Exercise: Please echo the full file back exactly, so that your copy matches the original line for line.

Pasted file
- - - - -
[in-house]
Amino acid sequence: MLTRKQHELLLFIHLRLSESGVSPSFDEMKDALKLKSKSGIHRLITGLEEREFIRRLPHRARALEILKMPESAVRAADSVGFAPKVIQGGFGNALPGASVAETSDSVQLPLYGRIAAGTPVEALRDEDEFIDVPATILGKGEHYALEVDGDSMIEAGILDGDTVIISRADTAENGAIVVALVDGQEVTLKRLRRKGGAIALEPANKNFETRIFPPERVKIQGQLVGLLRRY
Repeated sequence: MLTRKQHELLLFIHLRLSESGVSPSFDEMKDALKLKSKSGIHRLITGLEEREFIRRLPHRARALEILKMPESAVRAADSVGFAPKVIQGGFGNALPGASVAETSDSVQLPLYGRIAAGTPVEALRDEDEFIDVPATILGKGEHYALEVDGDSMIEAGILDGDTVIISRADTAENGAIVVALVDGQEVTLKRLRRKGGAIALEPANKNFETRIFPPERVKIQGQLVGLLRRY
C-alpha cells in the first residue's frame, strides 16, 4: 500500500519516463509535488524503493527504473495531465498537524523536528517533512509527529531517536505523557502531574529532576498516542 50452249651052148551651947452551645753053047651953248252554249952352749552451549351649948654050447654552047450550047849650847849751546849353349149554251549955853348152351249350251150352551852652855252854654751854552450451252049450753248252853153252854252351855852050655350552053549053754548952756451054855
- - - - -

[in-house]
Amino acid sequence: MLTRKQHELLLFIHLRLSESGVSPSFDEMKDALKLKSKSGIHRLITGLEEREFIRRLPHRARALEILKMPESAVRAADSVGFAPKVIQGGFGNALPGASVAETSDSVQLPLYGRIAAGTPVEALRDEDEFIDVPATILGKGEHYALEVDGDSMIEAGILDGDTVIISRADTAENGAIVVALVDGQEVTLKRLRRKGGAIALEPANKNFETRIFPPERVKIQGQLVGLLRRY
Repeated sequence: MLTRKQHELLLFIHLRLSESGVSPSFDEMKDALKLKSKSGIHRLITGLEEREFIRRLPHRARALEILKMPESAVRAADSVGFAPKVIQGGFGNALPGASVAETSDSVQLPLYGRIAAGTPVEALRDEDEFIDVPATILGKGEHYALEVDGDSMIEAGILDGDTVIISRADTAENGAIVVALVDGQEVTLKRLRRKGGAIALEPANKNFETRIFPPERVKIQGQLVGLLRRY
C-alpha cells in the first residue's frame, strides 16, 4: 500500500519516463509535488524503493527504473495531465498537524523536528517533512509527529531517536505523557502531574529532576498516542 50452249651052148551651947452551645753053047651953248252554249952352749552451549351649948654050447654552047450550047849650847849751546849353349149554251549955853348152351249350251150352551852652855252854654751854552450451252049450753248252853153252854252351855852050655350552053549053754548952756451054855